Aubrey Beardsley at Tate Britain
Review

The Aubrey Beardsley exhibition at Tate Britain is framed as an ultimate and comprehensive account of the artist’s life, work, and legacy. Miriam Al Jamil approaches the show with a series of questions: what conclusions might the visitor draw and would these be fair and accurate reflections of Beardsley’s short but intense career? […]

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A Peacock Is a Poem
After Aubrey Beardsley

Dr Golnoosh Nour’s poem explores the definitions and ramifications of poetry as an art form through a Beardsleyesque lens. ‘A Peacock is a Poem’ is inspired by Beardsley’s decadent illustrations as well as his use of language in the unfinished queer tale ‘Under the Hill’ (1896). […]

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Aubrey Beardsley’s Messalina: Going, or Coming?

In this previously unpublished paper, Simon Wilson clarifies a long-standing confusion regarding the titles of the two drawings of the notorious Roman empress Messalina created by Beardsley in 1895 and 1896. Wilson also establishes the designs’ close correspondence to the text of Juvenal’s Sixth Satire thus busting the myth of the irrelevance of Beardsley’s drawings to the literary works he illustrated. […]

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The Queer Little Grove: The Adoption of Aubrey Beardsley by Mikhail Kuzmin

This article explores one of the many aspects of Aubrey Beardsley’s transnational legacy, focusing on his appropriation by Mikhail Kuzmin (1872–1936), a key modernist writer and a seminal voice of the emerging homosexual subculture in Russia. While Kuzmin often used Beardsley as a signifier of homoeroticism in his literary works and life-writing, it is in his play Little Grove (1922) that the queering of Beardsley is crystallised. My intermedial analysis of the piece will show how allusions to Beardsley shape Kuzmin’s representation of gender and sexuality and how the formal construction of Kuzmin’s publication echoes the formal features of Beardsley’s graphic designs. […]

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Staging Artifice: Aubrey Beardsley and 114 Cambridge Street

Ruth Smith explores Beardsley’s self-fashioning through his home in Pimlico, London, and the new resonance of the artist’s practices during the 2020 worldwide lockdown. Domestic interiors are often performative extensions of the self, and are perhaps even more so in this time of coronavirus. Like Beardsley’s, our homes have become a space where the personal, the public, and the realms of leisure and work have come to reside. […]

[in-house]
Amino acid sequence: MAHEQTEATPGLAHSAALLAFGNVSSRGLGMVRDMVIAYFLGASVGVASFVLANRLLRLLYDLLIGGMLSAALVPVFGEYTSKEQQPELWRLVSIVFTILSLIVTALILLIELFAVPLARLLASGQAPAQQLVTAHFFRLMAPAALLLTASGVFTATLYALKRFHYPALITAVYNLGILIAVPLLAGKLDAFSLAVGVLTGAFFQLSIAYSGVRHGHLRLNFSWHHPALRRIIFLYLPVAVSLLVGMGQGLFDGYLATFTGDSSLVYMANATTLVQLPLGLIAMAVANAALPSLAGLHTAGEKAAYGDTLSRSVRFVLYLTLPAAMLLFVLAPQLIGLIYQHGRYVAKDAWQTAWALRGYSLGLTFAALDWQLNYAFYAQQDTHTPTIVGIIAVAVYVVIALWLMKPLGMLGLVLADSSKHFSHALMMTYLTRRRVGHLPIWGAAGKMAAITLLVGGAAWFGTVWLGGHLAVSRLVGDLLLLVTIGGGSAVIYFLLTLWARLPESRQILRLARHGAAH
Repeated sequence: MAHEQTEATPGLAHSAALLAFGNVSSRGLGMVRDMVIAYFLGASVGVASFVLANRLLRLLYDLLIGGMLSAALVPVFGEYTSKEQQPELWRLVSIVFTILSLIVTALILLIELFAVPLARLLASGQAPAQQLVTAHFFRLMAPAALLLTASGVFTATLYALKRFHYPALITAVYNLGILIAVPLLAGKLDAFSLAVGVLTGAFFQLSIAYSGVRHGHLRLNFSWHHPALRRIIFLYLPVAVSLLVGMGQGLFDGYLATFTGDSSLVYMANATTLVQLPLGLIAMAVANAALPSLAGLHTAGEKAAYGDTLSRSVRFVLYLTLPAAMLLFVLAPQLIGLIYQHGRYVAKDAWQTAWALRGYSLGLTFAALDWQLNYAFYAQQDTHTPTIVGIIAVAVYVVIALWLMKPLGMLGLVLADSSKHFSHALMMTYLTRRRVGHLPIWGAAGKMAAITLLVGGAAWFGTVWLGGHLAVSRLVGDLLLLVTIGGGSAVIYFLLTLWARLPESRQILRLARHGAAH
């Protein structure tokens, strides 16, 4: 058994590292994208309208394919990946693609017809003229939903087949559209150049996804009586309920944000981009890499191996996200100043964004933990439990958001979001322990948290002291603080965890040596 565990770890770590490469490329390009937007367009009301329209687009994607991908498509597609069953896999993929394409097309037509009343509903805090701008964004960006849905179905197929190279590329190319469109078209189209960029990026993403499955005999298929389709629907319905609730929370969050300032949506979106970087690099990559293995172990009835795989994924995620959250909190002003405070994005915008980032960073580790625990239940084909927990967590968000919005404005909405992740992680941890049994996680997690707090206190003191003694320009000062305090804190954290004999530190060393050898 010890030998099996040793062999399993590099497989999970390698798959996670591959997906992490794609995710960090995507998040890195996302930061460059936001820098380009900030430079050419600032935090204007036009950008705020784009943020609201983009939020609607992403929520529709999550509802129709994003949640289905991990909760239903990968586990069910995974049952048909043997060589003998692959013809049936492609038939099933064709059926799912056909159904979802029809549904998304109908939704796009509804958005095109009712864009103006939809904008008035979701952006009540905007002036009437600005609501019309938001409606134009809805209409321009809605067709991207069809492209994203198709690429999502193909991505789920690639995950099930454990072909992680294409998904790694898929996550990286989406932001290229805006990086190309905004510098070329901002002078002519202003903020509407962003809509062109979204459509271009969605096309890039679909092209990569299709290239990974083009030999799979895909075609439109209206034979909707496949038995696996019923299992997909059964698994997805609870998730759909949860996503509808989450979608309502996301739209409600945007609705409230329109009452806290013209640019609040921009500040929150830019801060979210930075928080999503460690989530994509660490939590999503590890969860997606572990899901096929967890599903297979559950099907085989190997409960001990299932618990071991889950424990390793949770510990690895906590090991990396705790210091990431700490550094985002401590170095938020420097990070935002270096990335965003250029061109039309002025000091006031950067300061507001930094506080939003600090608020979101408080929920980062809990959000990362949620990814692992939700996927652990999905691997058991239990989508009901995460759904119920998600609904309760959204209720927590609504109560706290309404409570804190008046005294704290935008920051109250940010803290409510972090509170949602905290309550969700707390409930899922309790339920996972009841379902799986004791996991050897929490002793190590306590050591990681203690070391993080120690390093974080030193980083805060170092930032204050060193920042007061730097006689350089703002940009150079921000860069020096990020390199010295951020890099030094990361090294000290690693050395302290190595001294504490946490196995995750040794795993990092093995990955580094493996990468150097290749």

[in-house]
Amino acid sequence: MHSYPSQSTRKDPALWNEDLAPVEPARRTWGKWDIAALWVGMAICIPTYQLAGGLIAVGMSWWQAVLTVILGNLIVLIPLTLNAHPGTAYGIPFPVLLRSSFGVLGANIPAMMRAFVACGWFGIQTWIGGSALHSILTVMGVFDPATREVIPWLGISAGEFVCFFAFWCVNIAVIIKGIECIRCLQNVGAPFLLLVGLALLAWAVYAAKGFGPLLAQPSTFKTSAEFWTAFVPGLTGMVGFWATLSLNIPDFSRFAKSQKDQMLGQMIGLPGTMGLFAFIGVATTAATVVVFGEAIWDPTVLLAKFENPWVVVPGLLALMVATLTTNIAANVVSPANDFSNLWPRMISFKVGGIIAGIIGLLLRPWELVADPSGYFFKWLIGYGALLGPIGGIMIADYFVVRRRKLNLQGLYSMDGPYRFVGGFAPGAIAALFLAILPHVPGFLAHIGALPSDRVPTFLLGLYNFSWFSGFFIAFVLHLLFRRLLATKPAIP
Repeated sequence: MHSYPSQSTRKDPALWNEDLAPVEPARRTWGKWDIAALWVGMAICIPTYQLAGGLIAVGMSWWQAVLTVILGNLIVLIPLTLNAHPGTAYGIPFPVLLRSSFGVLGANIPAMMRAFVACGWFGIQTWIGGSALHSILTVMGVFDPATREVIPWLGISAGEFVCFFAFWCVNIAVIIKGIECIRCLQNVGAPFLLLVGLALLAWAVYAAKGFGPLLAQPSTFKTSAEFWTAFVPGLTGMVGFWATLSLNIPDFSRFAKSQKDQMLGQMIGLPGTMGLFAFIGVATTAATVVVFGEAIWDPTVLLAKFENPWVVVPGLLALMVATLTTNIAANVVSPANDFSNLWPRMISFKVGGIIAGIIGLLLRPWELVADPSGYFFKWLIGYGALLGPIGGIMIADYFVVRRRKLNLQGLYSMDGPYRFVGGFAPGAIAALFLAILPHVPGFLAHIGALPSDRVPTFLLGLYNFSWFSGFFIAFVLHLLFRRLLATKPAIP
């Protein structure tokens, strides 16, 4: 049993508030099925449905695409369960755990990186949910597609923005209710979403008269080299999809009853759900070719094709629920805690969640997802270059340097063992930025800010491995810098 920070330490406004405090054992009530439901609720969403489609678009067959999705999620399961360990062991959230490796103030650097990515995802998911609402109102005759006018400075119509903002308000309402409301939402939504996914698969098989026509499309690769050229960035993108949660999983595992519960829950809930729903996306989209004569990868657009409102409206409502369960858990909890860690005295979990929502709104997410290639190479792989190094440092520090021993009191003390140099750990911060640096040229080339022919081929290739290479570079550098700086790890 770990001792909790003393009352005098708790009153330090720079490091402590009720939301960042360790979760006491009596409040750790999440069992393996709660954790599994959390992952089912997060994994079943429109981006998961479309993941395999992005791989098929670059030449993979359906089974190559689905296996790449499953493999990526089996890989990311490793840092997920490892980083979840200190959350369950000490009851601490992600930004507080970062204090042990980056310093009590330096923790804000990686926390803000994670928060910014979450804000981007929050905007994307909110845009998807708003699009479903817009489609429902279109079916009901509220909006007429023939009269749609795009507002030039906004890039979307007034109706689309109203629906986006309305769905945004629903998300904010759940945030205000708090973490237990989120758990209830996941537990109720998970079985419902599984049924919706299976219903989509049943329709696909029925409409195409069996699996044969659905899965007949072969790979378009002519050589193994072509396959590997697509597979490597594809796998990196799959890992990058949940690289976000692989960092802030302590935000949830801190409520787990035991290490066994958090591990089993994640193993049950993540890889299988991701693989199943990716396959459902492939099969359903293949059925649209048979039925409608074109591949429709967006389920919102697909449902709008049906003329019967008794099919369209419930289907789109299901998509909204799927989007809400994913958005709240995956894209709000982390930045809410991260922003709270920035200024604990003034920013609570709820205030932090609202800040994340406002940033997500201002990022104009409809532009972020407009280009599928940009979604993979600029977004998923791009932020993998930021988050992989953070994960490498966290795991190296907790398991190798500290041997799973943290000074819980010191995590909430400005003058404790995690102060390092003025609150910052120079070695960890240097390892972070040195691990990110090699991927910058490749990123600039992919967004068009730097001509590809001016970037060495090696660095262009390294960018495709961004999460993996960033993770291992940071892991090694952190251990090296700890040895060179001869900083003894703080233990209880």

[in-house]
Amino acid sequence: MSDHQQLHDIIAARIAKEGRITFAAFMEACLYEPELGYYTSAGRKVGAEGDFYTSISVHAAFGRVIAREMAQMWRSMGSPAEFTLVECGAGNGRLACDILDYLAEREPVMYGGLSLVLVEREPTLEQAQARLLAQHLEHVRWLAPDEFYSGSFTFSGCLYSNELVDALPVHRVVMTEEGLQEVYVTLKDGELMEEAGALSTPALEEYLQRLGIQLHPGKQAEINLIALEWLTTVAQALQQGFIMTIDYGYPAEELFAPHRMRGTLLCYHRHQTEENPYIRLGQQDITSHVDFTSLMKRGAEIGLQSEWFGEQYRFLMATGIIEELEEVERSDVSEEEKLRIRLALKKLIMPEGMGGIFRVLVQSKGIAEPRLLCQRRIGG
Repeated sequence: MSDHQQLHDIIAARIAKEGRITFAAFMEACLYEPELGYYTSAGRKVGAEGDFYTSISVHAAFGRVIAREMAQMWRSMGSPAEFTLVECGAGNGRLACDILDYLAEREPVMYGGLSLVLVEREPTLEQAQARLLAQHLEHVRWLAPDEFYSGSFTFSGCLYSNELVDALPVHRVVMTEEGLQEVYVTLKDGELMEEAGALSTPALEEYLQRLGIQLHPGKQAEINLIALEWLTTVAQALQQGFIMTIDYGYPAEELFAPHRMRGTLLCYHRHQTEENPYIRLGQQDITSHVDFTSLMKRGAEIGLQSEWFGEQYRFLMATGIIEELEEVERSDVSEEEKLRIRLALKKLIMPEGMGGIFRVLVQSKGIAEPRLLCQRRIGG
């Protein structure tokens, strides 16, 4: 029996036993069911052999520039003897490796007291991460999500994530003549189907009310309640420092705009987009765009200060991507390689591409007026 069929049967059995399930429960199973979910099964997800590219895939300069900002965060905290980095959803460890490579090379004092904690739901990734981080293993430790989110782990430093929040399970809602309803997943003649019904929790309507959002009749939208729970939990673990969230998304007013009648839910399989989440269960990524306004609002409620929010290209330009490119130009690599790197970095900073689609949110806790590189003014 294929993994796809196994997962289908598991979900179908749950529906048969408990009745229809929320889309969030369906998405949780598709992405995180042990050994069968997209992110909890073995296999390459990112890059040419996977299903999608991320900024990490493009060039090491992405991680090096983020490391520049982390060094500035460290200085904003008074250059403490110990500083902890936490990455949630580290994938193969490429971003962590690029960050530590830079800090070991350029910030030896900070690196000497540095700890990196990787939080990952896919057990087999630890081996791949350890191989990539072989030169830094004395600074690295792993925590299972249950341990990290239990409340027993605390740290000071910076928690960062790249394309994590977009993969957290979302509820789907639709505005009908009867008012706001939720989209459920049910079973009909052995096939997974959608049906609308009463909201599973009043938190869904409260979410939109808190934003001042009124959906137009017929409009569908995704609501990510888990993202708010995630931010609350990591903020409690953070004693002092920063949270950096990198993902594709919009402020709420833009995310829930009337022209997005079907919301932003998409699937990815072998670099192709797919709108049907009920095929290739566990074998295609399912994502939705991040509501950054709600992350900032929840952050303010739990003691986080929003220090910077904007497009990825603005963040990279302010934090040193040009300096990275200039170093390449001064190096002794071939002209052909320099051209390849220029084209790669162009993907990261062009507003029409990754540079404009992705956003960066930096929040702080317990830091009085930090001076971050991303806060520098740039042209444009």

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like three Salomes

Nic Stringer’s poem ‘like three Salomes’ is from the collection Hemispheres, to be published by Guillemot Press in 2021; three Salomes (triptych) is part of the accompanying visual project. Sound and music, created in collaboration with Fractured Strings, will also be available in 2021. […]

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Beardsley, A Cover Boy for Sexual Revolution

The image of Aubrey Beardsley has been long enveloped in an aura of notoriety with distinctly erotic overtones. He has been seen as a rebel figure in the era of militant Victorian prudery. Sasha Dovzhyk argues that the myth of Beardsley as a Victorian sexual liberator was forged in 1966 when the V&A dedicated a major exhibition to the artist and displayed his most explicit works for the first time. […]

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The Afterlives of Beardsley’s Morte Darthur Illustrations

Beardsley’s illustrations for J. M. Dent’s edition of the Morte Darthur (1893–4) have often been deemed to bear an unusually tenuous relation to the Arthurian narrative. Out of approximately 500 illustrations, only the 20 full-page illustrations address identifiable moments in the narrative. Despite their supposed inaptness to Malory’s text, Dent and his successors have continued to reuse the illustrations in subsequent editions of the Morte Darthur. […]

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The Missing Keyhole: An Aubrey Beardsley Minor Mystery

How La Beale Isoud Wrote to Sir Tristram (1893) is one of Aubrey Beardsley’s illustrations for Le Morte Darthur, published by JM Dent in 1894. It shows Isoud seated writing at a desk in an interior. Beyond her is a wall with twin windows and underneath these is a pair of identical, or almost identical, floor-standing chests or coffers. In the original drawing, which is extant in a private collection in London, the one on the right has a keyhole, but the other has not. […]

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